In perhaps the biggest private-public initiative against malaria, Tata Trusts volunteers and the state’s community health workers organise screening camps, go around explaining the use of insecticide-sprayed mosquito nets, bury mosquito-breeding ditches and distribute medicine kits in 625 villages of Odisha’s Rayagada, Kandhamal, Kalahandi and Gajapathi districts.
“The human suffering from disease and death is overwhelming,” says Jayeeta Chowdhury, senior programme officer (health) at Tata Trusts, who oversees the drive that covers 1,50,000 tribal people. A baseline survey Tata Trusts conducted in 2010 in certain blocks of these districts showed most households reporting an incidence of the disease and/ or death. The slow-flowing and perennial streams in these forest lands, the paddy fields and the ditches are perfect breeding grounds for the anopheles fluviatilis mosquito, a carrier of plasmodium falciparum, the deadliest of malaria parasites. Characterised by fever, headache and chills, the disease, if untreated, can proceed to severe illness, and can be fatal. Traditional treatments of tribal people using medicinal plants have proved inadequate.
The mass screenings once a year before the monsoon (a pre-winter screening too is planned from this year) help identify those who are living with the parasite but have no fever. Special attention is given to children under five and pregnant women. In the past three months alone, 30,000 people have been screened. Further health check-ups are done by accredited social health activists through the year.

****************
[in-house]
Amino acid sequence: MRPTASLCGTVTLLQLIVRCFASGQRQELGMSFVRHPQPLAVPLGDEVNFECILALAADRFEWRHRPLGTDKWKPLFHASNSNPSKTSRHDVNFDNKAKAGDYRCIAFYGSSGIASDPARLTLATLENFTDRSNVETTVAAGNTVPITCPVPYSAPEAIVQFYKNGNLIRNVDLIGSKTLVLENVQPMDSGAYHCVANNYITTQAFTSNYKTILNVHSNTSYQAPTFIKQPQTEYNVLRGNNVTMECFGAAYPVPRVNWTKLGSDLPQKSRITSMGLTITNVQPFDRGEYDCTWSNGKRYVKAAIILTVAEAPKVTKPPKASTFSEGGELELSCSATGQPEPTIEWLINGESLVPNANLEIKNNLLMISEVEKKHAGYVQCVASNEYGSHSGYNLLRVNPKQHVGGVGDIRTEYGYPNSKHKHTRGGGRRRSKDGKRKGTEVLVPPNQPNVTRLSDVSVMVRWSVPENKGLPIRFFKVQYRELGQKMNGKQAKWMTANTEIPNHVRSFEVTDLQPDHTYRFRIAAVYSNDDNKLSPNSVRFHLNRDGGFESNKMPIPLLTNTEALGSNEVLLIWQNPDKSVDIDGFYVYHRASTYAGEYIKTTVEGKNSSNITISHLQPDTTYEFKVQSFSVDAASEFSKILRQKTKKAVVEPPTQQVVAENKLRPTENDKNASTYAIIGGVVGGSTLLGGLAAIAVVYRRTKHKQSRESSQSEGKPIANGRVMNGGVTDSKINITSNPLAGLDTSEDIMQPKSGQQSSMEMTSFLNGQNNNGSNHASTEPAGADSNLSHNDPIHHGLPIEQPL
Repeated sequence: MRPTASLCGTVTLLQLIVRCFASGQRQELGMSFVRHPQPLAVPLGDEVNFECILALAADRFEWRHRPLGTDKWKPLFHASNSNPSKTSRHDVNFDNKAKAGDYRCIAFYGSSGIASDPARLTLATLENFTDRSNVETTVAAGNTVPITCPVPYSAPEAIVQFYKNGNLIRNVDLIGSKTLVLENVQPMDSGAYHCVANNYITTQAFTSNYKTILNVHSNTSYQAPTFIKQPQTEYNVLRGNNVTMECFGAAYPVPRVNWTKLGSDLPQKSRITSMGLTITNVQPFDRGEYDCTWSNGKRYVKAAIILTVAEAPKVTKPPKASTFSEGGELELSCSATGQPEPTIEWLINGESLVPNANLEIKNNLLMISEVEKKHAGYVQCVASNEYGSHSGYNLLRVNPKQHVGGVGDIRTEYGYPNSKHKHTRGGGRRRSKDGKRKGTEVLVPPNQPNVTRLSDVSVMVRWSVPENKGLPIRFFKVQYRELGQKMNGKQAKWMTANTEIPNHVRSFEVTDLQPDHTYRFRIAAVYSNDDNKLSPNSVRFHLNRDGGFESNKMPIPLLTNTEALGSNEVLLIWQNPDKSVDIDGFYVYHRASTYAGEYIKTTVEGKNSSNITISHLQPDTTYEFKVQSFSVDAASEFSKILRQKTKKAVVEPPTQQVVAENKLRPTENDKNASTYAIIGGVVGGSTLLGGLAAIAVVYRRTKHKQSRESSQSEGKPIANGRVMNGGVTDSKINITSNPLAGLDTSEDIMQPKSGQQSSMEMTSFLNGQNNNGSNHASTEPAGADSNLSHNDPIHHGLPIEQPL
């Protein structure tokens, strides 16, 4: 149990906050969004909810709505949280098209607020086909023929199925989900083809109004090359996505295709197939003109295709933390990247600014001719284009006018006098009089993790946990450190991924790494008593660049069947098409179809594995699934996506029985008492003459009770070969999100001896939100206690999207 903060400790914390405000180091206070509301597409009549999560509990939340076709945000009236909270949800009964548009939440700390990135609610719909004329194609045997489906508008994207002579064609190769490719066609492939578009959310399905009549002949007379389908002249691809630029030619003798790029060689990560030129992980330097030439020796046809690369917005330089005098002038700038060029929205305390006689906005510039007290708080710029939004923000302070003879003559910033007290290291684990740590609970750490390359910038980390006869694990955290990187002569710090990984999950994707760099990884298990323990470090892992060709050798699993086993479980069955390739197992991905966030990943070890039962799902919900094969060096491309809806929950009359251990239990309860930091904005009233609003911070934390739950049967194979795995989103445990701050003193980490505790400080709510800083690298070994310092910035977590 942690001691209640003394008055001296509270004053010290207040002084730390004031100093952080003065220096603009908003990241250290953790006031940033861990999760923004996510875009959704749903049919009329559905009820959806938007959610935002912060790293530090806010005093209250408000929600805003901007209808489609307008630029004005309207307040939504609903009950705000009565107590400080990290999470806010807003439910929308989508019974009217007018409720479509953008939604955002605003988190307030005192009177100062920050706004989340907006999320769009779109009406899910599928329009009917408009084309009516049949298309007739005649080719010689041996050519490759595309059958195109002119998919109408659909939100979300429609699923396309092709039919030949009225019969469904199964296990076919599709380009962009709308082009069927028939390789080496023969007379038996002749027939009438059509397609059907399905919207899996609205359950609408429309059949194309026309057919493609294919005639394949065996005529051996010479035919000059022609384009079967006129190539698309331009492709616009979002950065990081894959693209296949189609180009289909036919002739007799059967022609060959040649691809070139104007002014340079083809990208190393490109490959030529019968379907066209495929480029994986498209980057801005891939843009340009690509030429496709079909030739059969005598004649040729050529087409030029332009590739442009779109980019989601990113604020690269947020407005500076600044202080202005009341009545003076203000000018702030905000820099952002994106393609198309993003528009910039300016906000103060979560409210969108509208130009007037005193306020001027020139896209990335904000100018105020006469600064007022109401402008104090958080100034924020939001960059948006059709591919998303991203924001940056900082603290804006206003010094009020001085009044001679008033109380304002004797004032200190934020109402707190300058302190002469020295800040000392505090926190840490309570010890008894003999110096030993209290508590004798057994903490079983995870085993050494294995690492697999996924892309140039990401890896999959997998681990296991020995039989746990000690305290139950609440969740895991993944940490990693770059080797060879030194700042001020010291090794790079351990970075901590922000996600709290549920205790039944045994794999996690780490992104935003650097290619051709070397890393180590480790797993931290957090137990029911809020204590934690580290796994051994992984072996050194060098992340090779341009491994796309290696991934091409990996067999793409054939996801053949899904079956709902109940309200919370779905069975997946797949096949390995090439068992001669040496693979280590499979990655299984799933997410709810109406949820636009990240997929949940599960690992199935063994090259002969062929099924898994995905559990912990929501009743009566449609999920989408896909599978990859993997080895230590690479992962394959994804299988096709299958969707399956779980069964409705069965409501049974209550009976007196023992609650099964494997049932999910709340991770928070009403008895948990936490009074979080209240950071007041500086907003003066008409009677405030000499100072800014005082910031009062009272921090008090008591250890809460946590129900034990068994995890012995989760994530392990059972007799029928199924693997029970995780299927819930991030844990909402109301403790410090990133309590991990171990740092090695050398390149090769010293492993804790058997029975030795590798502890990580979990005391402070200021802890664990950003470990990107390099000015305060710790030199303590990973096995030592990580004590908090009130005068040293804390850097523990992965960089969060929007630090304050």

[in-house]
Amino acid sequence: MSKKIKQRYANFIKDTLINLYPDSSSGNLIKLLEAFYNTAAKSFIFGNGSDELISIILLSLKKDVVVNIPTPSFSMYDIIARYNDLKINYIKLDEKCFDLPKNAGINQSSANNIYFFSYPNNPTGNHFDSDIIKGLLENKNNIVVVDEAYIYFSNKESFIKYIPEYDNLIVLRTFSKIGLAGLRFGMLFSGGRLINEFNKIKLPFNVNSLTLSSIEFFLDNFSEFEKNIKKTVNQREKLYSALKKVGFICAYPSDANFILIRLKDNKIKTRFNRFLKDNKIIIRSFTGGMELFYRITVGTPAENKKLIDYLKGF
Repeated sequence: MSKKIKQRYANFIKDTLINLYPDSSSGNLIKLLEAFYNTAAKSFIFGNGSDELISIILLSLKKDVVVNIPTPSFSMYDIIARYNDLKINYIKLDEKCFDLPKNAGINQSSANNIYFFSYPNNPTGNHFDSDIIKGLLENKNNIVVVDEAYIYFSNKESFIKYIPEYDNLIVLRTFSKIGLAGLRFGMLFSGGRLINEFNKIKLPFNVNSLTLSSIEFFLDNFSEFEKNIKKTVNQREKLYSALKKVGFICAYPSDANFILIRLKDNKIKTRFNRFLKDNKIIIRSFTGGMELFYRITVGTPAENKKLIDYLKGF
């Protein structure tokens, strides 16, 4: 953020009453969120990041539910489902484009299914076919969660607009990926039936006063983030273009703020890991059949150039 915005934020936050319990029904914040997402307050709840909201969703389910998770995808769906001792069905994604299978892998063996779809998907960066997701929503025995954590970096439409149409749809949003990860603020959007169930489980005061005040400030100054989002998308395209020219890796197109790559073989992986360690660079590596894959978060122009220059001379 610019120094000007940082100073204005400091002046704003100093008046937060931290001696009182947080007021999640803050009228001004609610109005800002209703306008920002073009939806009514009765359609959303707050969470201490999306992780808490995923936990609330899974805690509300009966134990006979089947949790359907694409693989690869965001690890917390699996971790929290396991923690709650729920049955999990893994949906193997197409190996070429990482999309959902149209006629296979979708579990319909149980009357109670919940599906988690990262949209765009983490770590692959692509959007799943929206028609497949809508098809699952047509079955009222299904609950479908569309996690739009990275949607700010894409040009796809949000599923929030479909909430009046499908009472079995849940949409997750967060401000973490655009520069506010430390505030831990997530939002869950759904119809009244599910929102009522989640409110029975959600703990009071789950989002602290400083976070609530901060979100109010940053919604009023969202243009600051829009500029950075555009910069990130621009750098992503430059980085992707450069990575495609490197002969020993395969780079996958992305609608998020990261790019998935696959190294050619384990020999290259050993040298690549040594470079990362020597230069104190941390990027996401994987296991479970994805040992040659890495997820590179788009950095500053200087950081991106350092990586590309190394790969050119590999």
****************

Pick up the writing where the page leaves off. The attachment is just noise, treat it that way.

Already, the number of deaths from fever has dropped significantly, while incidence of malaria in children below five has reduced by as much as 90 per cent in some areas. The target is to cover eight million villagers by the end of 2018.
The biggest challenge is surveillance or mapping the disease burden in villages that are cut off, especially during the monsoons. For this, Tata Trusts is creating a database of villagers’ health, using volunteers with handheld devices, and synchronising the information with the state’s health database. It has teamed up with Medprime, a start-up incubated at IIT-Bombay, which created an app that can transmit blood sample data to technicians in cities. A third initiative involves the setting up of the Tata Institute of Genetics and Society at the University of California, San Diego, through a $70 million funding last year for research on breeding genetically altered mosquitoes that don’t spread malaria.
-By Odisha Age